9. Not having an emergency or rainy day fund.

Yea, so you’re 25, what could happen, right? Think again. Emergencies can happen to anyone at any time. Your car breaks down. You twist an ankle at the gym and have medical bills. Your basement floods. Your work hours are cut back. These are worst case scenarios for sure, but the point is, you need a cache of cash to tide you over. Experts recommend having a savings of 3 month’s salary in emergency funds.  Save it, don’t spend it.

10. Not starting a side hustle.

We know you work full-time. And we know you need down time. But there must be a few throw-away hours each week when you allow yourself to do…nothing. Get motivated and get moving! A side hustle could bring in hundreds of dollars more per month, and you might even enjoy it. Walk dogs, rake lawns, personal shop, wash cars, do whatever sounds interesting and maybe even fun. Find a niche need and fill it. Who knows, you might find that entrepreneurial spirit that has lain dormant ever since you quit selling Boy Scout popcorn door-to-door.

11. Believing your own financial lies.

This has something to do with superstition. For example, if you leave a bill in the mailbox or don’t open the envelope, then the bill doesn’t exist, right? Many people fall into this state of denial about their expenses and, as a coping mechanism, pretend debt isn’t there. If you’ve made a budget (see #2 on this list) and are doing your absolute best to stick to it, you should have a very good idea what’s inside those envelopes and how you’ve allotted for it. When you spend within your budget, there won’t be any surprises, and you can safely check your bank statement by email without going into shock.

12. Allowing student loans to stop you in your tracks.

Granted, college tuition is through the roof. But if you’re in your 20s, you will never have the time and energy again to pursue higher education. So, take advantage of the opportunity. Live off campus, go to a community college, then transfer those credits to a four-year college. Buy used books and eat Ramen Noodles. Take classes part-time while you maintain a full-time job. Forego sleep if you must. Research and apply for scholarships based on income and also on merit. Do your best to avoid student loans, which will need to be repaid with interest.

Consider pursuing your degree an investment in your own future. Aim for a better paying career that will motivate you to work hard and excel. Your 20s are a great time to further your education, and there are many ways out there to do it without digging yourself into a financial ditch.

13. Putting off saving for your retirement.

The sooner you start stashing money away into a 401(k) or other retirement account, the better. You want to give your money optimal time to accumulate interest and build up a nest egg that will benefit you in your old age (yes, you will be old one day).

Financial experts recommend squirreling away around 10 percent of your income starting in your 20s. It’s not a huge stretch for you right now, and it will pay off remarkably to your future self.

14. Not working on building good credit.

Having an excellent credit score will be an enormous benefit in all your financial endeavors. You will need it to rent an apartment, buy a car, get a loan or take out a mortgage. Start with a single credit card and pay off the entire balance monthly. Never miss a payment or pay a late fee. Stay well within your credit limit. For example, if your limit is $7,500, resist the urge to rack up $7,499 in charges! Keep it low and pay it off immediately to build a good credit history. Also, avoid opening too many accounts at one time. It’s much easier to keep track of one account and will reign in your utilization as well. This leads to the next item to avoid.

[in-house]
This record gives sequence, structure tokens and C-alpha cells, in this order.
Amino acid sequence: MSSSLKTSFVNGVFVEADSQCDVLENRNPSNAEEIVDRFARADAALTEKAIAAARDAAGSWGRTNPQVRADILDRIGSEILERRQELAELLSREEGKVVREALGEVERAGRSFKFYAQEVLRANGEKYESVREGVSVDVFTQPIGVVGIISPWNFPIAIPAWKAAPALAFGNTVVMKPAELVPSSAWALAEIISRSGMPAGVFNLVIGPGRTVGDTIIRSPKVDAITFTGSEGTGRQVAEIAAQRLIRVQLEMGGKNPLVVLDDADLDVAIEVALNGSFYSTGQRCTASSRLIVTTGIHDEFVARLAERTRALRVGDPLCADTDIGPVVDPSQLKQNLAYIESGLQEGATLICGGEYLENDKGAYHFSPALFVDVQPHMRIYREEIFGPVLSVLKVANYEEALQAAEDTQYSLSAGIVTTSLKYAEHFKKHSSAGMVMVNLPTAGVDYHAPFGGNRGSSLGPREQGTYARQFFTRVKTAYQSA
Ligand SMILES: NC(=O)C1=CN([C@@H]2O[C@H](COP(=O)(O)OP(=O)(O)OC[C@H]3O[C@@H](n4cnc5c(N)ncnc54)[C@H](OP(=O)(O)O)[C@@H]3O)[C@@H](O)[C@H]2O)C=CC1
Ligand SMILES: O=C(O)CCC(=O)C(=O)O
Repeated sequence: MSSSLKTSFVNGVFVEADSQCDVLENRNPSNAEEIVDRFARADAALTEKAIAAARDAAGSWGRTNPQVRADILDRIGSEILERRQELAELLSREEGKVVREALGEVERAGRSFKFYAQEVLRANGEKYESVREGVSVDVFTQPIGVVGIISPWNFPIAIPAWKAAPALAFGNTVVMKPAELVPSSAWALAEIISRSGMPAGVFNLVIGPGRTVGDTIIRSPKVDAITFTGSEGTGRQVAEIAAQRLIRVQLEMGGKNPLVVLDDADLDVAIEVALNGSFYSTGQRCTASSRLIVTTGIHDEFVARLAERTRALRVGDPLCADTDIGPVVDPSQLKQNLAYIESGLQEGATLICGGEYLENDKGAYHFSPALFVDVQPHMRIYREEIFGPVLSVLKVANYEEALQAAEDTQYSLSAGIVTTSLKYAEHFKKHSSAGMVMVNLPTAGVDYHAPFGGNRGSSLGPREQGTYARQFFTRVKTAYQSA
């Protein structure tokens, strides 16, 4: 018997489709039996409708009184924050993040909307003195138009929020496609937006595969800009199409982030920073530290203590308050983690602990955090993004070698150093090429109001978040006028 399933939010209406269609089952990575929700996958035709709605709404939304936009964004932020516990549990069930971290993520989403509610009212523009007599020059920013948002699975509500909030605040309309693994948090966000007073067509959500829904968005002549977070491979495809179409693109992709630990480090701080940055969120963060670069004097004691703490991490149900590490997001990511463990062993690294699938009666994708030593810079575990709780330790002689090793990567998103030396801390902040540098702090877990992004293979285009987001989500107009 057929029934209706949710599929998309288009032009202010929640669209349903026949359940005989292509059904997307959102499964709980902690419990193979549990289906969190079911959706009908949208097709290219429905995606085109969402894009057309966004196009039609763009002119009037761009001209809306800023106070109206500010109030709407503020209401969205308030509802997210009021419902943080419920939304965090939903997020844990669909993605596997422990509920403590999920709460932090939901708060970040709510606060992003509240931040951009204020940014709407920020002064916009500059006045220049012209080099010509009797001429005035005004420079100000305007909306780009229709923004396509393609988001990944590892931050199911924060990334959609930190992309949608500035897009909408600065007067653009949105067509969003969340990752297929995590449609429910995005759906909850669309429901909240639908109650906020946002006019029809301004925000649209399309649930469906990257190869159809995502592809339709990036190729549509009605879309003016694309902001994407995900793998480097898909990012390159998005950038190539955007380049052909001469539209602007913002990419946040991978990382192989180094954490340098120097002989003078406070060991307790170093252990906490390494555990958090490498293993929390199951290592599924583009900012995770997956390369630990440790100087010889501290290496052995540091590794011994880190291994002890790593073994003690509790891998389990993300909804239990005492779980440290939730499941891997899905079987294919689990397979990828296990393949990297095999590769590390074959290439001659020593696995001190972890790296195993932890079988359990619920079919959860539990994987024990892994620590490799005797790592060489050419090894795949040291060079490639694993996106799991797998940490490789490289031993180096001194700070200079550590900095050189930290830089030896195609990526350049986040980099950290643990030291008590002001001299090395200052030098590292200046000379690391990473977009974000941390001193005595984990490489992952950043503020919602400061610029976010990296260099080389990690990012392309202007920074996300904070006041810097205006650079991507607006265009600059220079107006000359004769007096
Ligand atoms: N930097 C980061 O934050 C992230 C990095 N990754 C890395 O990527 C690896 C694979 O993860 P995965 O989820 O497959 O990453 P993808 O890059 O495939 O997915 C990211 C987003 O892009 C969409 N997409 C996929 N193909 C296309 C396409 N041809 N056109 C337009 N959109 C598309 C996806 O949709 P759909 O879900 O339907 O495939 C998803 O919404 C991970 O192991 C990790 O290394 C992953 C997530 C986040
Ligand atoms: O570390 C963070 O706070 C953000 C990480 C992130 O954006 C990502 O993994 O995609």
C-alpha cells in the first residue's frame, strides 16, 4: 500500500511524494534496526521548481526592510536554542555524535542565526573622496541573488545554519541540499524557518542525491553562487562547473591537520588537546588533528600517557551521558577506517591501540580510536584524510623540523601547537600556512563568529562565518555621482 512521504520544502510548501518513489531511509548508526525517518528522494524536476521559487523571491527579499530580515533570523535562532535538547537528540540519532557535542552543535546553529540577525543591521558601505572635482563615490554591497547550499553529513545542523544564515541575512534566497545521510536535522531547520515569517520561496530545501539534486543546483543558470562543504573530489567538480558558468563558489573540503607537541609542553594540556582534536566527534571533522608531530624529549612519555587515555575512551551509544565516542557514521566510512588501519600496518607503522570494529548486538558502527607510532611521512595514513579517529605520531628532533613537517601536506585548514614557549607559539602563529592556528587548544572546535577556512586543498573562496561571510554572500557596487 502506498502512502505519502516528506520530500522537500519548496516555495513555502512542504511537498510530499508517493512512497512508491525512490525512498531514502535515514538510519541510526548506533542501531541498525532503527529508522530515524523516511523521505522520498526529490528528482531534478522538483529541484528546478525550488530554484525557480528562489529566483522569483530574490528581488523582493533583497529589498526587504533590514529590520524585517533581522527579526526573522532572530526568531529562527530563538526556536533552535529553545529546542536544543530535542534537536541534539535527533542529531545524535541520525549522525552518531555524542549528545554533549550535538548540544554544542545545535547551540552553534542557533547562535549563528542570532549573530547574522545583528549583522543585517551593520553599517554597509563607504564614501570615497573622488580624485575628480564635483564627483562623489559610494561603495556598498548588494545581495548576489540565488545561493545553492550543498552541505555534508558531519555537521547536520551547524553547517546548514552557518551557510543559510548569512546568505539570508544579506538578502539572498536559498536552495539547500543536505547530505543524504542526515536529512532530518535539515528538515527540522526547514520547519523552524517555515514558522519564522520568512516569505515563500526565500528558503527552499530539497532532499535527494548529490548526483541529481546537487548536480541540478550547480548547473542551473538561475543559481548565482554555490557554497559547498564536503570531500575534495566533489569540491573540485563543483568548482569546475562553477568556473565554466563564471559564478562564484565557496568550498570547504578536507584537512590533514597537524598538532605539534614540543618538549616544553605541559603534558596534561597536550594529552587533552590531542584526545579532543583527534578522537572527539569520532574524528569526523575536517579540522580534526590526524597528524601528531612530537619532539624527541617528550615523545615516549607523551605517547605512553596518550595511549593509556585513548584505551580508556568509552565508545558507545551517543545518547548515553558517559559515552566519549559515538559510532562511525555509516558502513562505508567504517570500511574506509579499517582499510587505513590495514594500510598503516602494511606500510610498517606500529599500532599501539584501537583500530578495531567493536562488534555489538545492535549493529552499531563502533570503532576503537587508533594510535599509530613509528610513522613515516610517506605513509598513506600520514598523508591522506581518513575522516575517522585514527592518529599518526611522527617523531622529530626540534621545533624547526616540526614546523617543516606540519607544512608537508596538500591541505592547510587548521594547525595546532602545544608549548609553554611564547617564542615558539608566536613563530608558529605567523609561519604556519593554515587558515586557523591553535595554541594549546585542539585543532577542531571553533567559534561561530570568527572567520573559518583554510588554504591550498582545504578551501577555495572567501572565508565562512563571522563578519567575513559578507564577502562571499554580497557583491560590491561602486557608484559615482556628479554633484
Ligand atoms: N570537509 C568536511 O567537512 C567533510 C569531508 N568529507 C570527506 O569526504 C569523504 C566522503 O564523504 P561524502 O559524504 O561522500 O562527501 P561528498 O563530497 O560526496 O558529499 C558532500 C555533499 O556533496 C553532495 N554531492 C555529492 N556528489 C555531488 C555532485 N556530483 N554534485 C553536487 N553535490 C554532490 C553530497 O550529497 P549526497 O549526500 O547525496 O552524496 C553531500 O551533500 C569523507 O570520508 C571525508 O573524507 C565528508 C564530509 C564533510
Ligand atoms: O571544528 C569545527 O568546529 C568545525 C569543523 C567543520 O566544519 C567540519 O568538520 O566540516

15. Not checking or knowing your credit score.

As you know from all the commercials, there are plenty of free credit score sites that take literally seconds to pull up your number. Knowing where you stand is key to your overall financial well-being. If your score is low, take immediate steps to improve it. If it’s good, put all your energy into maintaining it. Challenge your friends to see who has the best score. Loser buys beer. Actually, loser might not be able to afford beer.

16. Not taking smart risks.

You’re young, probably single, and it’s a great time to grab life and see where it takes you. Smart risks are things like moving to a new area with better job opportunities, launching your own business, or furthering your education. In a few short years, you will likely have far more weighty responsibilities on your shoulders (think marriage, mortgage, kids). Now is the time to take that leap – but make it a smart, calculated risk. We’re not saying quit your day job to become a stand-up comedian. Maybe just add the comedy as a side hustle (see #6).

17. Skipping renters insurance.

A wise fortune cookie once said, always expect the unexpected. Renter’s insurance may seem frivolous…until the ceiling leaks and ruins your leather sofa, a freak lightning storm fries your computer or television, or a break-in results in losing your jewelry. For the small monthly cost, renter’s insurance pays you back a thousand times fold in security that it’s there when you need it.

18. Having no health insurance.

OK, so maybe the last time you had a cold was 2010. But who knows, you could forget to get the vaccine and come down with the flu and need a doctor’s visit. Twist a wrist at the gym and need an x-ray. Even a single visit to a walk-in emergency clinic could rack up charges quickly, or worse, you might be tempted not to seek medical care. Don’t play this risky game. Invest in low-cost health insurance and for goodness sake, get that flu shot.